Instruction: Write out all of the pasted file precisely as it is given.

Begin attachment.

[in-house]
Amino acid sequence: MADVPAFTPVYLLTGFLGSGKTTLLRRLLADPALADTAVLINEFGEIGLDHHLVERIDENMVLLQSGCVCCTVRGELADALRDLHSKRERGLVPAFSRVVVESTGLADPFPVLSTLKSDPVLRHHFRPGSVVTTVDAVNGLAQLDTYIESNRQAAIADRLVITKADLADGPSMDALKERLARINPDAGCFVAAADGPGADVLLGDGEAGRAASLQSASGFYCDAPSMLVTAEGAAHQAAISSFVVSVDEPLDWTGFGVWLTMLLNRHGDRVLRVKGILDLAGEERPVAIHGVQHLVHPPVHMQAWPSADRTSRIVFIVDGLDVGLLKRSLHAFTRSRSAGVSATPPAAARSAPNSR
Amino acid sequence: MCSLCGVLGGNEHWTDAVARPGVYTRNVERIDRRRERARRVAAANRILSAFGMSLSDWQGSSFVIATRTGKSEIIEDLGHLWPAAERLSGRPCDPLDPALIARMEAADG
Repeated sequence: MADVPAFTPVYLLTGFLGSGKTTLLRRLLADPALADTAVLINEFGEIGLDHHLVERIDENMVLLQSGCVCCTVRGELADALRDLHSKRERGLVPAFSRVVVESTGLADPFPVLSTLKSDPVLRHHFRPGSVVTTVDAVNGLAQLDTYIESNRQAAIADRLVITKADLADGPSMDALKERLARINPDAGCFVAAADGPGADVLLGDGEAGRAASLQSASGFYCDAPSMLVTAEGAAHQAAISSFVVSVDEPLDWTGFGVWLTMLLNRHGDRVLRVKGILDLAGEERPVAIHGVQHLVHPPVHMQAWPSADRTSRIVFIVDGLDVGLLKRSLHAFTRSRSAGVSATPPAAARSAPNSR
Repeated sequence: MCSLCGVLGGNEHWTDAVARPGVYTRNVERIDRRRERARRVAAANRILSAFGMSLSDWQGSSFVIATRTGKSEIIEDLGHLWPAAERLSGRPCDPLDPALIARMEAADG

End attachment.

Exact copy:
[in-house]
Amino acid sequence: MADVPAFTPVYLLTGFLGSGKTTLLRRLLADPALADTAVLINEFGEIGLDHHLVERIDENMVLLQSGCVCCTVRGELADALRDLHSKRERGLVPAFSRVVVESTGLADPFPVLSTLKSDPVLRHHFRPGSVVTTVDAVNGLAQLDTYIESNRQAAIADRLVITKADLADGPSMDALKERLARINPDAGCFVAAADGPGADVLLGDGEAGRAASLQSASGFYCDAPSMLVTAEGAAHQAAISSFVVSVDEPLDWTGFGVWLTMLLNRHGDRVLRVKGILDLAGEERPVAIHGVQHLVHPPVHMQAWPSADRTSRIVFIVDGLDVGLLKRSLHAFTRSRSAGVSATPPAAARSAPNSR
Amino acid sequence: MCSLCGVLGGNEHWTDAVARPGVYTRNVERIDRRRERARRVAAANRILSAFGMSLSDWQGSSFVIATRTGKSEIIEDLGHLWPAAERLSGRPCDPLDPALIARMEAADG
Repeated sequence: MADVPAFTPVYLLTGFLGSGKTTLLRRLLADPALADTAVLINEFGEIGLDHHLVERIDENMVLLQSGCVCCTVRGELADALRDLHSKRERGLVPAFSRVVVESTGLADPFPVLSTLKSDPVLRHHFRPGSVVTTVDAVNGLAQLDTYIESNRQAAIADRLVITKADLADGPSMDALKERLARINPDAGCFVAAADGPGADVLLGDGEAGRAASLQSASGFYCDAPSMLVTAEGAAHQAAISSFVVSVDEPLDWTGFGVWLTMLLNRHGDRVLRVKGILDLAGEERPVAIHGVQHLVHPPVHMQAWPSADRTSRIVFIVDGLDVGLLKRSLHAFTRSRSAGVSATPPAAARSAPNSR
Repeated sequence: MCSLCGVLGGNEHWTDAVARPGVYTRNVERIDRRRERARRVAAANRILSAFGMSLSDWQGSSFVIATRTGKSEIIEDLGHLWPAAERLSGRPCDPLDPALIARMEAADG